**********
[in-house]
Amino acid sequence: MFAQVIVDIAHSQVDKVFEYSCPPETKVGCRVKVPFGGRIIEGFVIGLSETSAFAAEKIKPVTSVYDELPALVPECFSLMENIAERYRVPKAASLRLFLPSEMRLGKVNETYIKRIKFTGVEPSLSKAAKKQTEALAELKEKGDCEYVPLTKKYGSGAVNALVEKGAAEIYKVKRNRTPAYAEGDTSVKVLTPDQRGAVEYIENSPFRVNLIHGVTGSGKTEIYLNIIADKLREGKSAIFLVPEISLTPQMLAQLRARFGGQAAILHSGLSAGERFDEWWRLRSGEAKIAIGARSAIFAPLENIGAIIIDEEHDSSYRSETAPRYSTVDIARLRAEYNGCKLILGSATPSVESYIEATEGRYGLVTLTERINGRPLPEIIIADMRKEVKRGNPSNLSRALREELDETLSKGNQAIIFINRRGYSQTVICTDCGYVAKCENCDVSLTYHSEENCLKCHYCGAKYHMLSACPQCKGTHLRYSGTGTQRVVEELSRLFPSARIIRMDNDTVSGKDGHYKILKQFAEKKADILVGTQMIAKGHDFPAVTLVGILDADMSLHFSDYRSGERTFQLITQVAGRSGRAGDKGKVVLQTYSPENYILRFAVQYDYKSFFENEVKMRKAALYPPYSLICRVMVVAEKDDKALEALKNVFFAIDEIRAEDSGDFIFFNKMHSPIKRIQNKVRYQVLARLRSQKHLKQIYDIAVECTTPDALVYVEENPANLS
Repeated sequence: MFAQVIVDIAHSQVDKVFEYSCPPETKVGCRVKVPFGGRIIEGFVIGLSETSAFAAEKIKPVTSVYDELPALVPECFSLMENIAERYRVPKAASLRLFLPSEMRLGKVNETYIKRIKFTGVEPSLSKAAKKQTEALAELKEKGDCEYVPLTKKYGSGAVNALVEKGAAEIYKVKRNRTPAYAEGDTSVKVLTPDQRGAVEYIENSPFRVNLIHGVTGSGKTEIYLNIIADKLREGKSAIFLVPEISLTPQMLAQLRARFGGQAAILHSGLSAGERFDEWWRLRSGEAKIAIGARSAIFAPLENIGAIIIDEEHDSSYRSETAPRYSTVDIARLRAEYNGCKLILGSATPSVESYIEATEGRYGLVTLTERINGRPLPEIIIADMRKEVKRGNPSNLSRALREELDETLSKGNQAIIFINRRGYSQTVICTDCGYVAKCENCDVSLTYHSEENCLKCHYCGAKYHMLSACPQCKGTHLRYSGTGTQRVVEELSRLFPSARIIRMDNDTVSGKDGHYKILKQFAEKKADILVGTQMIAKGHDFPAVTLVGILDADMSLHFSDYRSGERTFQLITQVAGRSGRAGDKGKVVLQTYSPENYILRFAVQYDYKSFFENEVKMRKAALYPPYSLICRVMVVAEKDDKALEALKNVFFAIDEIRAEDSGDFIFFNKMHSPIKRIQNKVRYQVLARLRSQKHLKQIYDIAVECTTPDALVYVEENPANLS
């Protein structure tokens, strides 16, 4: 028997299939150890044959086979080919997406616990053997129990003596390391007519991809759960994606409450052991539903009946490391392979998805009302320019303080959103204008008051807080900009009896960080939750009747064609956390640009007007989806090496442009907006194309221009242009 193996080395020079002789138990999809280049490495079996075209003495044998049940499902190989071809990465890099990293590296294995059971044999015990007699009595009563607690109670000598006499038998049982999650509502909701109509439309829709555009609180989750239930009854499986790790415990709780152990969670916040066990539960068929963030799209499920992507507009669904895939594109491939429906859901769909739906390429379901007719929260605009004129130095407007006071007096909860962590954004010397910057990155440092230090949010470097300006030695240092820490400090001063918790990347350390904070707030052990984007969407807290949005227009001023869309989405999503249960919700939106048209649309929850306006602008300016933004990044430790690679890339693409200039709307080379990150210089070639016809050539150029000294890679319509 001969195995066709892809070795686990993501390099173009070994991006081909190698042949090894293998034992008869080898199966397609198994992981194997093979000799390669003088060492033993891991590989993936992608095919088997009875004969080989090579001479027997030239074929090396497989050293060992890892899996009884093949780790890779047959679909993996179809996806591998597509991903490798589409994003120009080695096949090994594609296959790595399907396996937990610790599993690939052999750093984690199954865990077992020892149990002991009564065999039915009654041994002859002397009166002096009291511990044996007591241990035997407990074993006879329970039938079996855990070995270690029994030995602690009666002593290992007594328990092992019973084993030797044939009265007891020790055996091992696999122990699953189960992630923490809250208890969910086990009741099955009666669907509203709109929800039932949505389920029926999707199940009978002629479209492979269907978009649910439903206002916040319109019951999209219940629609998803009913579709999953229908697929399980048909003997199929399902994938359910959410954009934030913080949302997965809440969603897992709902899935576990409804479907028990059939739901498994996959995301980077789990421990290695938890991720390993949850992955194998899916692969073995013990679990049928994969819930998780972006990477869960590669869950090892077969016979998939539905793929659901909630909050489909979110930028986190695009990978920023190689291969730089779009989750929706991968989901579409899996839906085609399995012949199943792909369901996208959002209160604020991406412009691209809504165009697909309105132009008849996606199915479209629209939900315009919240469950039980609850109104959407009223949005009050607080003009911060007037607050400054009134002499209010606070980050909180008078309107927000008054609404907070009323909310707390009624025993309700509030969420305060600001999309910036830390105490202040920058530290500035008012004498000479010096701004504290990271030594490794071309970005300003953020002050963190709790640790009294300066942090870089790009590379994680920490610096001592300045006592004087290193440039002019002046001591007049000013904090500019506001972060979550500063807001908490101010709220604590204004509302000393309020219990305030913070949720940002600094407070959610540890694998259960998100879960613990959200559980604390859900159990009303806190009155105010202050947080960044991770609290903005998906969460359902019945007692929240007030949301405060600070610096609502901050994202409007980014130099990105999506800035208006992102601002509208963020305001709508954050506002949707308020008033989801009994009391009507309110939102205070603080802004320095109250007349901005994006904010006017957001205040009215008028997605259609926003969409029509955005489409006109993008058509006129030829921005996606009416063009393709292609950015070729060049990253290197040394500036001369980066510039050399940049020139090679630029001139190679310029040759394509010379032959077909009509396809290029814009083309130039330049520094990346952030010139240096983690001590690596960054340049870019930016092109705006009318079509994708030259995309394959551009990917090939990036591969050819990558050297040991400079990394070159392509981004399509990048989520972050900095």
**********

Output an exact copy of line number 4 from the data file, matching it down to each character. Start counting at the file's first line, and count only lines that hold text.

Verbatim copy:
């Protein structure tokens, strides 16, 4: 028997299939150890044959086979080919997406616990053997129990003596390391007519991809759960994606409450052991539903009946490391392979998805009302320019303080959103204008008051807080900009009896960080939750009747064609956390640009007007989806090496442009907006194309221009242009 193996080395020079002789138990999809280049490495079996075209003495044998049940499902190989071809990465890099990293590296294995059971044999015990007699009595009563607690109670000598006499038998049982999650509502909701109509439309829709555009609180989750239930009854499986790790415990709780152990969670916040066990539960068929963030799209499920992507507009669904895939594109491939429906859901769909739906390429379901007719929260605009004129130095407007006071007096909860962590954004010397910057990155440092230090949010470097300006030695240092820490400090001063918790990347350390904070707030052990984007969407807290949005227009001023869309989405999503249960919700939106048209649309929850306006602008300016933004990044430790690679890339693409200039709307080379990150210089070639016809050539150029000294890679319509 001969195995066709892809070795686990993501390099173009070994991006081909190698042949090894293998034992008869080898199966397609198994992981194997093979000799390669003088060492033993891991590989993936992608095919088997009875004969080989090579001479027997030239074929090396497989050293060992890892899996009884093949780790890779047959679909993996179809996806591998597509991903490798589409994003120009080695096949090994594609296959790595399907396996937990610790599993690939052999750093984690199954865990077992020892149990002991009564065999039915009654041994002859002397009166002096009291511990044996007591241990035997407990074993006879329970039938079996855990070995270690029994030995602690009666002593290992007594328990092992019973084993030797044939009265007891020790055996091992696999122990699953189960992630923490809250208890969910086990009741099955009666669907509203709109929800039932949505389920029926999707199940009978002629479209492979269907978009649910439903206002916040319109019951999209219940629609998803009913579709999953229908697929399980048909003997199929399902994938359910959410954009934030913080949302997965809440969603897992709902899935576990409804479907028990059939739901498994996959995301980077789990421990290695938890991720390993949850992955194998899916692969073995013990679990049928994969819930998780972006990477869960590669869950090892077969016979998939539905793929659901909630909050489909979110930028986190695009990978920023190689291969730089779009989750929706991968989901579409899996839906085609399995012949199943792909369901996208959002209160604020991406412009691209809504165009697909309105132009008849996606199915479209629209939900315009919240469950039980609850109104959407009223949005009050607080003009911060007037607050400054009134002499209010606070980050909180008078309107927000008054609404907070009323909310707390009624025993309700509030969420305060600001999309910036830390105490202040920058530290500035008012004498000479010096701004504290990271030594490794071309970005300003953020002050963190709790640790009294300066942090870089790009590379994680920490610096001592300045006592004087290193440039002019002046001591007049000013904090500019506001972060979550500063807001908490101010709220604590204004509302000393309020219990305030913070949720940002600094407070959610540890694998259960998100879960613990959200559980604390859900159990009303806190009155105010202050947080960044991770609290903005998906969460359902019945007692929240007030949301405060600070610096609502901050994202409007980014130099990105999506800035208006992102601002509208963020305001709508954050506002949707308020008033989801009994009391009507309110939102205070603080802004320095109250007349901005994006904010006017957001205040009215008028997605259609926003969409029509955005489409006109993008058509006129030829921005996606009416063009393709292609950015070729060049990253290197040394500036001369980066510039050399940049020139090679630029001139190679310029040759394509010379032959077909009509396809290029814009083309130039330049520094990346952030010139240096983690001590690596960054340049870019930016092109705006009318079509994708030259995309394959551009990917090939990036591969050819990558050297040991400079990394070159392509981004399509990048989520972050900095």